“The Next Chapter”

Hey, “He’s baaack!” …as the old saying goes. Actually, ‘been around here all along, but I thought it was time to declare the next chapter. I’ve been working this year with a new lineup of our band, now “Crary, Evans, and Barnick.”

Our new guy is Wally Barnick, veteran of the famous West Coast bunch of superpickers known as The Cache Valley Drifters. I’ve known Wally and listened to his eerily beautiful voice since the 80’s when Byron Berline and John Hickman and I produced a record (remember records?) for the Drifters. ‘Never forgot that soulful singing voice and now it’s my privilege to work with Wally myself. And not only is his voice in great shape, but Wally is one of those people who can find and sing an obscure song that will make you want to listen to it over and over for the rest of your life. Wait ‘til you hear Wally sing “Joanne” with us backing him up.

Of course, happily, continuing on with us is Bill Evans, our banjo-meister partner for the last few years now. What can I say about this monster banjo player/scholar/historian/producer, except Crary, you’re lucky to work with such a partner. OK, OK, I know I am, and when you hear him lash the 5-string into some beautiful music, you know you’ve just heard a great moment in the history of that instrument.

And just as basketball teams are judged in part by how deep their bench is, we are also proud to work, when we can get him, with the fair-haired master of fiddle and mando from the Pacific Northwest, Martin Stevens, the “next great American mandolin player.” Martin is also a full-time school teacher whose schedule allows us to bring him on when he’s not in the classroom. My wife Laree loves to mention that Martin “youthanizes” us; she’s right, we need that.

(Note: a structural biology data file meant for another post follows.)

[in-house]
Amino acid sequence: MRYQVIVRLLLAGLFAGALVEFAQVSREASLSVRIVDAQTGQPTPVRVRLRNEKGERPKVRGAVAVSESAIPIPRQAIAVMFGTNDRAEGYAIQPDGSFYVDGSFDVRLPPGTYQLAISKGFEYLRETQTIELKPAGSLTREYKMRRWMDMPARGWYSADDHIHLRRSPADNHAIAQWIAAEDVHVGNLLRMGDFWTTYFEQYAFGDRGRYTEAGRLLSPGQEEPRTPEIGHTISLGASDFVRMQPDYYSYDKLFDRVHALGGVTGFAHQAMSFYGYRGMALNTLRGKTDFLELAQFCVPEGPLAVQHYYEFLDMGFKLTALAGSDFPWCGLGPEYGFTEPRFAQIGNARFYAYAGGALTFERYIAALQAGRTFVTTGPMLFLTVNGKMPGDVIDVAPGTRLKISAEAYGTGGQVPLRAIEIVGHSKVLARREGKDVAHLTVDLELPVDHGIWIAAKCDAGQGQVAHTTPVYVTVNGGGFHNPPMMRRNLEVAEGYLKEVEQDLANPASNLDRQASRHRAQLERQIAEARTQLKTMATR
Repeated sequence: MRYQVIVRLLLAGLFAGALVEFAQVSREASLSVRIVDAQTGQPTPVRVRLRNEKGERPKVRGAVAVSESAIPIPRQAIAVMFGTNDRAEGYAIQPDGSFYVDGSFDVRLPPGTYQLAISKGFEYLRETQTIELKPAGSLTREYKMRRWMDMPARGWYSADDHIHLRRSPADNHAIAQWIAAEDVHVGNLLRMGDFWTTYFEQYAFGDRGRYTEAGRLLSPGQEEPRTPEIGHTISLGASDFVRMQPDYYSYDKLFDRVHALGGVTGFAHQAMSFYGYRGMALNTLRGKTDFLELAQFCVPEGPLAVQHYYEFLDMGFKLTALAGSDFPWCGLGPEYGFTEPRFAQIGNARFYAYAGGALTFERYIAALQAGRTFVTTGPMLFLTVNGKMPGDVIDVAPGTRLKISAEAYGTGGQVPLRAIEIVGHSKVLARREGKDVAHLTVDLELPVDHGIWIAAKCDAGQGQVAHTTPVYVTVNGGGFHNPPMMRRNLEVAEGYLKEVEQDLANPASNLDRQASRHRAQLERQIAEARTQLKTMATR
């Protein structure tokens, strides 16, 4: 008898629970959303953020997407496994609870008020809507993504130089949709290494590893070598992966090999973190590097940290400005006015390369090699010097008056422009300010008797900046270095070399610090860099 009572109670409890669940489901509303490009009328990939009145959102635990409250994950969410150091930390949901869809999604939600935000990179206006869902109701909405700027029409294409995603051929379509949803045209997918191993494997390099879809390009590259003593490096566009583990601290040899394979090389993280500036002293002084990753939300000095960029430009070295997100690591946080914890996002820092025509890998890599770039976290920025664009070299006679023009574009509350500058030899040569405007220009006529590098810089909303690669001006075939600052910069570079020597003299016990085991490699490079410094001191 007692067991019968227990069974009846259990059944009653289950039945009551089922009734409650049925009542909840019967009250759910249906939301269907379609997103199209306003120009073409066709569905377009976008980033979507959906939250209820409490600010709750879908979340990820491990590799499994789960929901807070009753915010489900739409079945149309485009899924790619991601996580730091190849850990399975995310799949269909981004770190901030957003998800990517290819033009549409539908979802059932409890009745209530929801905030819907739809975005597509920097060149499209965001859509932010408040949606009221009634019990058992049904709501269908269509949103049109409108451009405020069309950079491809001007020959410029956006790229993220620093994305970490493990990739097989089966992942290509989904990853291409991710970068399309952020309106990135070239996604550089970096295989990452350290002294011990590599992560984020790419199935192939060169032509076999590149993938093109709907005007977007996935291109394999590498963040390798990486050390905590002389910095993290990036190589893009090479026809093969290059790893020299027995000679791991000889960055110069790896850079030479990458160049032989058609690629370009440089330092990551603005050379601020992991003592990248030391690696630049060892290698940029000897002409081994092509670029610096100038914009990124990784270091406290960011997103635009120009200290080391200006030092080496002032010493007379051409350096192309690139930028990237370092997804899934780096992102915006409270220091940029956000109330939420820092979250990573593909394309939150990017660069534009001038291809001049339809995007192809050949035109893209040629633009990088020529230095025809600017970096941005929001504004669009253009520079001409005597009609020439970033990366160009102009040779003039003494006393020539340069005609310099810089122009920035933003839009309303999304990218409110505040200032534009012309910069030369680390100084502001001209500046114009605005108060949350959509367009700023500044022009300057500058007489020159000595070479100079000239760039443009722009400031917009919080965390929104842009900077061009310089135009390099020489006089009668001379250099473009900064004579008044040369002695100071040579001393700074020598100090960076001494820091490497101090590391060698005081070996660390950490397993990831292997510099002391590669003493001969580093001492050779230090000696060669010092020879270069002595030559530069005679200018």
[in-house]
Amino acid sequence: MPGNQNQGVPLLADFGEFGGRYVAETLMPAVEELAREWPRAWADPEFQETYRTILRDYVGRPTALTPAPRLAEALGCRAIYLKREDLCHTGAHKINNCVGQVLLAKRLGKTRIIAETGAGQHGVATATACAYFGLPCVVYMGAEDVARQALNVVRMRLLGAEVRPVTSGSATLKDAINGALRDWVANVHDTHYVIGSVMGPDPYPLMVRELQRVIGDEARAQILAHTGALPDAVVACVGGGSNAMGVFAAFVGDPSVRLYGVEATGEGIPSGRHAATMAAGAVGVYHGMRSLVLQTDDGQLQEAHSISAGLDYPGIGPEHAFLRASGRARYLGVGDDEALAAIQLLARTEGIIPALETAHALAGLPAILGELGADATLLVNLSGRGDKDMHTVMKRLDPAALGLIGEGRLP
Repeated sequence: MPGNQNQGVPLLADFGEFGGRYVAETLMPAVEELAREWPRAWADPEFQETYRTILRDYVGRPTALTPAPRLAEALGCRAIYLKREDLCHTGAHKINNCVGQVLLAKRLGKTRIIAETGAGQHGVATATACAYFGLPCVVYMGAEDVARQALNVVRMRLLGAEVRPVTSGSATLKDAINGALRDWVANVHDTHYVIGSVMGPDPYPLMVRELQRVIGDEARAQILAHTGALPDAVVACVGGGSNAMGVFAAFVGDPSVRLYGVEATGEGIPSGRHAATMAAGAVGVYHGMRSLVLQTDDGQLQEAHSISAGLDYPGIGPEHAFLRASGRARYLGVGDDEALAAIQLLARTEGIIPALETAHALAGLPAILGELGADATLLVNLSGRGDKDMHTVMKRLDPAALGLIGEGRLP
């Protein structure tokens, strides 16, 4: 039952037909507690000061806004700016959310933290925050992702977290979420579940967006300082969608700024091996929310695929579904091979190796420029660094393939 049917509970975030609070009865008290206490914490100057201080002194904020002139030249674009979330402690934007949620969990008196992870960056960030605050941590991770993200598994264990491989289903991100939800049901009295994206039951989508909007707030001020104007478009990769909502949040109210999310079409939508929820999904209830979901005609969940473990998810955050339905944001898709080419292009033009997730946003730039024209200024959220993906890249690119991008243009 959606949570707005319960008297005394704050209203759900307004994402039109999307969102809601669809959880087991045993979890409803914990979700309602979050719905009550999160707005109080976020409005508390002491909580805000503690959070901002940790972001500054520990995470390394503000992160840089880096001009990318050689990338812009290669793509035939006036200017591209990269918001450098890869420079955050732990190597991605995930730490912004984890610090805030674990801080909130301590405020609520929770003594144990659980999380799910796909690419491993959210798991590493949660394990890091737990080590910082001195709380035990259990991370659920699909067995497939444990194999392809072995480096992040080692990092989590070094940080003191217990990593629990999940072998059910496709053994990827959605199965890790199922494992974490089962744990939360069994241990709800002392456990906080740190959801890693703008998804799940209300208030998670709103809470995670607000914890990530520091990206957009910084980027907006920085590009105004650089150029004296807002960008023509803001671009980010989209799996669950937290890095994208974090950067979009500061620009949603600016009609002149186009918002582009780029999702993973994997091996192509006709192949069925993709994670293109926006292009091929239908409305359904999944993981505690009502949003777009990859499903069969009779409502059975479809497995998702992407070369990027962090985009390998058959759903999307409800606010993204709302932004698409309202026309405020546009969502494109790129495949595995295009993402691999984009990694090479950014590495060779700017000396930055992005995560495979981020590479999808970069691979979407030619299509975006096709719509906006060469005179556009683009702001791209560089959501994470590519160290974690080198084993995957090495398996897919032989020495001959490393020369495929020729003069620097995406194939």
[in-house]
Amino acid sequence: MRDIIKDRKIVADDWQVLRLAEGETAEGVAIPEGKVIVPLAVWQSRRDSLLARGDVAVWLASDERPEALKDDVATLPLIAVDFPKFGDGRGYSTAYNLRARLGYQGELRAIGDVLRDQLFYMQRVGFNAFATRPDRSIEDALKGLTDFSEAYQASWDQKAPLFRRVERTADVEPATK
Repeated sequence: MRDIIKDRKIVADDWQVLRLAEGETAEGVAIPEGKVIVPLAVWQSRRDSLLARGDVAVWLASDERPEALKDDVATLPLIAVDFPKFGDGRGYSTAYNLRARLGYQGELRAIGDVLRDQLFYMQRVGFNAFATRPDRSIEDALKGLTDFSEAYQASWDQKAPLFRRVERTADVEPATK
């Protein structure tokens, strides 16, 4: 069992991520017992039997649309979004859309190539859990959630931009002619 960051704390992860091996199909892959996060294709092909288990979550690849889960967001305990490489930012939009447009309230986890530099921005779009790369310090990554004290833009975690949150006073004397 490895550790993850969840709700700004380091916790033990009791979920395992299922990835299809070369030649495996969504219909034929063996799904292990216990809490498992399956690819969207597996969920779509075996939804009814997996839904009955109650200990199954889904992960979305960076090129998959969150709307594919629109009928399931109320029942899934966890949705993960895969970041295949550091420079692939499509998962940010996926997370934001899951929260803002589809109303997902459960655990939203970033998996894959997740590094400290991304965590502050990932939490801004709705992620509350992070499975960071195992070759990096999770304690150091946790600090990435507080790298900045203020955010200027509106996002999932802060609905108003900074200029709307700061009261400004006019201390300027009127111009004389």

Anyway, is that a power band, or what? Yes, by god, it is.

Sorry, I get to brag on my colleagues.

So we’re touring a bit in the west this spring and fall, rehearsing, recording, and getting up a promo package to hit it hard in ’18. I’ve been waking up at 3 AM, mind racing with ideas for a new song or tune arrangement; it’s a sure sign… ‘only happens when you’ve got an exciting band chomping at the bit.

Oh yes, and I myself venture out and tour occasionally as a solo player. When I took up the guitar in 1952 I didn’t know it would take me to every state, over 30 countries of the world, and more adventures and interesting, exotic friends than I could imagine, all with guitar music in the air. But it did, and I always remember that when some of you friends have come to a gig that’s just me and a guitar. Thank you all; it’s still amazing that I get to do this.